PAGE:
Middlebury

March 24, 1997

Middlebury College Students Receive Watson Fellowships


Two Middlebury College students have been awarded
Thomas J. Watson Fellowships for 1997-1998. The students, Maciej
Ceglowski '97 and Renee M. Kuriyan '97, were selected from the
largest nominee pool in five years in what the foundation called
"an unusually competitive year." Sixty Watson Fellows
were chosen from 182 candidates. Each Watson Fellow will receive
$18,000 to travel and explore a topic of his or her own choosing
outside the United States.

Maciej Ceglowski, of North Conway, New Hampshire,
will study "Painting in Northern and Southern Light."
Mr. Ceglowski, a studio art/Russian double major, plans to do
outdoor oil painting in Scotland, France and Morocco. "I'm
following the climate," he explained. "Morocco is very
close to the equator and very bright." He explains his project
as the "equivalent of a photo essay." Describing how
he works, he said, "I absorb the landscape and then it grradually
becomes something totally different from my first impression."
For instance, he feels that in Scotland, where he will spend the
summer, his early paintings will not resemble his later ones.
Mr. Ceglowski is delighted to have the opportunity to be a Watson
Fellow. "Getting a sabbatical to do painting is really precious,"
he said.

Renee Kuriyan, of Bridgewater, New Jersey, will research
"The Environmental Practices of Refugees" in Kenya,
Malawi and Mozambique. A joint environmental studies/anthropology
major, she came up with the idea when she studied human ecology
in Tanzania in her junior year with the School for International
Training. Flying over the Rwandan refugee camps in Tanzania, she
noted mass deforestation. "I want to study the environmental
impact that the refugees have made," she said. "There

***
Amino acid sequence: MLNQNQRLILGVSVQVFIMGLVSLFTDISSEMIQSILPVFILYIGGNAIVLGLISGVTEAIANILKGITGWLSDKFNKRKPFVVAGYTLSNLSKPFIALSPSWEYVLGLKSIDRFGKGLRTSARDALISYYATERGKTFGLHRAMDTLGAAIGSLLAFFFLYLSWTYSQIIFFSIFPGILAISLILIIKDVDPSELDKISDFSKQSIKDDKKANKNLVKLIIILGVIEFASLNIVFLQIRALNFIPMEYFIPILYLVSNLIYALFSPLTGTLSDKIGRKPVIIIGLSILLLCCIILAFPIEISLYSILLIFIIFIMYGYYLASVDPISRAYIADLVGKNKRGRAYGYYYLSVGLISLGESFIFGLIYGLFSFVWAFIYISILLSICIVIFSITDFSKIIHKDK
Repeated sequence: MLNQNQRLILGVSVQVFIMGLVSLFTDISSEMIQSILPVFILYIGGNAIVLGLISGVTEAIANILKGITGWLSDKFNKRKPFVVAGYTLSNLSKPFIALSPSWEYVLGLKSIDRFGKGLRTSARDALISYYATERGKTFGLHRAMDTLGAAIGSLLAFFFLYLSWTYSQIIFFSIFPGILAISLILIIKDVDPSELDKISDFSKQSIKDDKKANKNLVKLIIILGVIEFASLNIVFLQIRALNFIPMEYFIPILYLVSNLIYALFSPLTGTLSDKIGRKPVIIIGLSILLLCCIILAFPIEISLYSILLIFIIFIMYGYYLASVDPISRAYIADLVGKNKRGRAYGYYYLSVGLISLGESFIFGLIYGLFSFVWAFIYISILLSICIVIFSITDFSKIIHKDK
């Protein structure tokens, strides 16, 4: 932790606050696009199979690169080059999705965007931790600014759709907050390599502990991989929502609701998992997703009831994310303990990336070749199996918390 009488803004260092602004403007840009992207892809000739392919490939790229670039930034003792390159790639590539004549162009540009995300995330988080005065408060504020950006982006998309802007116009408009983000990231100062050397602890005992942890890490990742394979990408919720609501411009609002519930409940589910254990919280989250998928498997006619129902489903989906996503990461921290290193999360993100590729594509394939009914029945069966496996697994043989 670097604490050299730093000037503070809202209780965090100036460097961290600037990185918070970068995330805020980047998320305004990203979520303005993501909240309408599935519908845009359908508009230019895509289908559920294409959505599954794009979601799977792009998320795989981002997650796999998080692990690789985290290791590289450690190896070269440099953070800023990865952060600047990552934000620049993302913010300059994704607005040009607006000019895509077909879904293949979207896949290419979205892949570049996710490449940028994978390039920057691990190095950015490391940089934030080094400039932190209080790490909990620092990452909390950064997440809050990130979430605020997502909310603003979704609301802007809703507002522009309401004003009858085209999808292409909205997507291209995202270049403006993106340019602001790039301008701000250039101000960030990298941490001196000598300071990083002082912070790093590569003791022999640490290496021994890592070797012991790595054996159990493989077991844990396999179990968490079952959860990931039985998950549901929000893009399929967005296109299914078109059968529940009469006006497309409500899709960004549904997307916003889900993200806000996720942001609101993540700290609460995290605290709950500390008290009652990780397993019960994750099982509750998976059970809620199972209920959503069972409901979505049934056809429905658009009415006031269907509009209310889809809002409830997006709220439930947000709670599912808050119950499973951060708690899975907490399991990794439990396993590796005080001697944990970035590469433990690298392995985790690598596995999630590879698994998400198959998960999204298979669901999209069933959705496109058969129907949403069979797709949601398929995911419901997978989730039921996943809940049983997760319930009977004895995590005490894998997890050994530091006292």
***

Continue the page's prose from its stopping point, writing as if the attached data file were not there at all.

is a link between refugees and the environment. Some of the camps
practice caring for the environment and studies have proven the
crime rates are lower in those camps. The refugees are proud to
have trees by their shelters." Noting that there is more
to refugee camps than food, health and safety, Ms. Kuriyan will
look at fuel use and agriculture practices. "This is a great
opportunity," she said. "I'm really excited to get involved
in the conservation movement in East Africa."

The Watson Fellowship Program was started in 1968
by the children of Thomas J. Watson, R. Watson, the founder of
IBM, and his wife Jeannette K. Watson, to honor their parents'
long-standing interest in education and world affairs. The foundation
selects Watson Fellows based upon each nominee's character, leadership
potential, willingness to immerse him or herself in new cultures,
and the creativity and personal significance of the project proposed.
"When we speak to prospective applicants for Watson Fellowships,
said William Moses, the foundation's director, "we ask, 'What
would you do if you could do anything for a year?'" Watson
Fellows take this advice seriously and often have creative, sometimes
whimsical, projects.